NOTE 1: If the database auto-generates a password with a “/” in it, I’ve found it doesn’t work. You can change that by running:
docker exec ./setPassword.sh

NOTE 2: If you run this multiple times, make sure to run “docker system prune” as it fills up your disk fast. On my 3rd try, I hit the following error, even with lots of space on my disk.
[FATAL] [DBT-06604] The location specified for 'Fast Recovery Area Location' has insufficient free space.
CAUSE: Only (9,793MB) free space is available on the location (/opt/oracle/oradata/fast_recovery_area/ORCLCDB/).
ACTION: Choose a 'Fast Recovery Area Location' that has enough space (minimum of (12,780MB)) or free up space on the specified location.

NOTE 3: It looks like everyone uses Docker now…

After hearing about it for years, I was fortunate enough to attend DockerCon this time around. Since joining Microsoft as a Open Source Technical Evangelist, 80% of my job is either learning or teaching. This was my first OSS conference since joining Microsoft, and I was eager to share with others my experiences.

I was even more excited to find out that a Drew Erny (my Godmother’s grandson) was not only attending, but presenting! It was also a change for me to hobnob with some of the Docker elite and some of the other Microsoft movers and shakers.

I’ve captured all of my conference notes here, but below is my overview of the event and here’s some pictures:

Announcements:

  • Running Linux Containers native on Windows – This demo had a hiccup, but shows some interesting potential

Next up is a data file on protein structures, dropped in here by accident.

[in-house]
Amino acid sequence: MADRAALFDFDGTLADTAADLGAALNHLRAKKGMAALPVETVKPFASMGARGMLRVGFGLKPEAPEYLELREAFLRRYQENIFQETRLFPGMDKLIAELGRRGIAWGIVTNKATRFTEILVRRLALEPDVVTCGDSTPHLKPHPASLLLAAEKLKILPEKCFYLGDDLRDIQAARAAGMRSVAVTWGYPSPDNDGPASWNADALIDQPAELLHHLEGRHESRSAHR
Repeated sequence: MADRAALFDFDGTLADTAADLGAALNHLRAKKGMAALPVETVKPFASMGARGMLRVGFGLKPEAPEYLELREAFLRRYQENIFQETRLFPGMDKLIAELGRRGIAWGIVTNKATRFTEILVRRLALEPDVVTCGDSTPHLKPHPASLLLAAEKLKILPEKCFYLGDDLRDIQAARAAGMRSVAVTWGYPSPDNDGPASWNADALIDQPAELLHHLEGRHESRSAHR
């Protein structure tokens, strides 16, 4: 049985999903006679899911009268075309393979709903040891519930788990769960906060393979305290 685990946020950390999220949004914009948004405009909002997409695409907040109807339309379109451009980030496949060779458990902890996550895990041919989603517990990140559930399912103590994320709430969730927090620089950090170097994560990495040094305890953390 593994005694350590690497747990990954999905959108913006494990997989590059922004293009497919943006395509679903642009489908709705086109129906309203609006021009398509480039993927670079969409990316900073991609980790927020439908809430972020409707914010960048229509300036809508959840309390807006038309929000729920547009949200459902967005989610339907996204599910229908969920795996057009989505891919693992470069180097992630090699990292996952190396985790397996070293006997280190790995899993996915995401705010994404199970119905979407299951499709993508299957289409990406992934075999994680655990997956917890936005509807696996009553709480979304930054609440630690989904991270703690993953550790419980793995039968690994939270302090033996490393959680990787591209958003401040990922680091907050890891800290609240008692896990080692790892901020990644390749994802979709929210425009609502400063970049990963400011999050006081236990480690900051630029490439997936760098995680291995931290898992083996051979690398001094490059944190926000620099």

• Docker Multi-Stage Build – TL;DR – Specify multiple FROM’s separate build env from deploy artifact. For more details
  • MobyProject – Open Source project to help developers create their own Docker-like container platform. This one was unclear at first, until I read a few more articles on it.
  • LinuxKit – A toolkit for building secure, portable and lean operating systems for containers was open sourced live on stage!

Keynote:

  • Topics ranged from enterprise deployments to enterprise scaling to enterprise security and “how to convince your enterprise boss” and “Docker Enterprise. Look at how Enterprisey we are and how Dockery other enterprises are”.
  • Day 1’s keynote felt more developer centric, and Day 2’s felt more enterprise centric. Afterwards, I also noticed the undertone of “Look how Enterprise Docker is” in not just the keynotes, but many of the presentations. Docker is definitely positioning itself to be more respected in the Enterprise world. I get it and completely understand it, but the message was tilted every so slightly towards that slant.
  • NOTE: There used to be rumors of Microsoft buying Docker. If Microsoft had, and then Docker made the same Enterprise slant, there would be a HUGE backlash. Docker has worked hard to be beloved and it shows.

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Pre-event Organization:

  • Since I registered late, I missed a number of the critical emails including an FYI to RSVP to a party that was waitlisted by the time I discovered it. Thankfully, by then I had found my own crew to dine and drink with.